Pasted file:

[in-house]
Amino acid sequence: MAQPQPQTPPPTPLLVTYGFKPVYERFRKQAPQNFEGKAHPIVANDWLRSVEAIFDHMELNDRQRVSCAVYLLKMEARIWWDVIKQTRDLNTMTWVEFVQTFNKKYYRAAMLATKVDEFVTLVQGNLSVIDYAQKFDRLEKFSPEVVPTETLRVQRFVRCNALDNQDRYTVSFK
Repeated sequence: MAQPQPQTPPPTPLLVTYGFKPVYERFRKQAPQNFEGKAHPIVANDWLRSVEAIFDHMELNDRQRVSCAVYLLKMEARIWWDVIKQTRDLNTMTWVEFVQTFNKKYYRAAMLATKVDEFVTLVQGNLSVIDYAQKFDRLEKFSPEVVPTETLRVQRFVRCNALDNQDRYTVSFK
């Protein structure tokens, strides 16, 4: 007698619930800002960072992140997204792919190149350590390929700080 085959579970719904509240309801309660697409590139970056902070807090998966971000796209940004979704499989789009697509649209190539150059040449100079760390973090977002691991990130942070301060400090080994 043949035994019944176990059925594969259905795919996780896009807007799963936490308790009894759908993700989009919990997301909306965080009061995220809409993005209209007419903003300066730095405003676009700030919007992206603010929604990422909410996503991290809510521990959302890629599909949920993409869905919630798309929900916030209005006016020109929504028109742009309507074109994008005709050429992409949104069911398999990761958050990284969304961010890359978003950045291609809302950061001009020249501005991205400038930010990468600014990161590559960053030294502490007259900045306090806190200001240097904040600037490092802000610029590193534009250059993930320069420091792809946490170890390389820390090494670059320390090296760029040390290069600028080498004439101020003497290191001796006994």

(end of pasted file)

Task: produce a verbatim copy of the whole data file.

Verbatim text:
[in-house]
Amino acid sequence: MAQPQPQTPPPTPLLVTYGFKPVYERFRKQAPQNFEGKAHPIVANDWLRSVEAIFDHMELNDRQRVSCAVYLLKMEARIWWDVIKQTRDLNTMTWVEFVQTFNKKYYRAAMLATKVDEFVTLVQGNLSVIDYAQKFDRLEKFSPEVVPTETLRVQRFVRCNALDNQDRYTVSFK
Repeated sequence: MAQPQPQTPPPTPLLVTYGFKPVYERFRKQAPQNFEGKAHPIVANDWLRSVEAIFDHMELNDRQRVSCAVYLLKMEARIWWDVIKQTRDLNTMTWVEFVQTFNKKYYRAAMLATKVDEFVTLVQGNLSVIDYAQKFDRLEKFSPEVVPTETLRVQRFVRCNALDNQDRYTVSFK
């Protein structure tokens, strides 16, 4: 007698619930800002960072992140997204792919190149350590390929700080 085959579970719904509240309801309660697409590139970056902070807090998966971000796209940004979704499989789009697509649209190539150059040449100079760390973090977002691991990130942070301060400090080994 043949035994019944176990059925594969259905795919996780896009807007799963936490308790009894759908993700989009919990997301909306965080009061995220809409993005209209007419903003300066730095405003676009700030919007992206603010929604990422909410996503991290809510521990959302890629599909949920993409869905919630798309929900916030209005006016020109929504028109742009309507074109994008005709050429992409949104069911398999990761958050990284969304961010890359978003950045291609809302950061001009020249501005991205400038930010990468600014990161590559960053030294502490007259900045306090806190200001240097904040600037490092802000610029590193534009250059993930320069420091792809946490170890390389820390090494670059320390090296760029040390290069600028080498004439101020003497290191001796006994």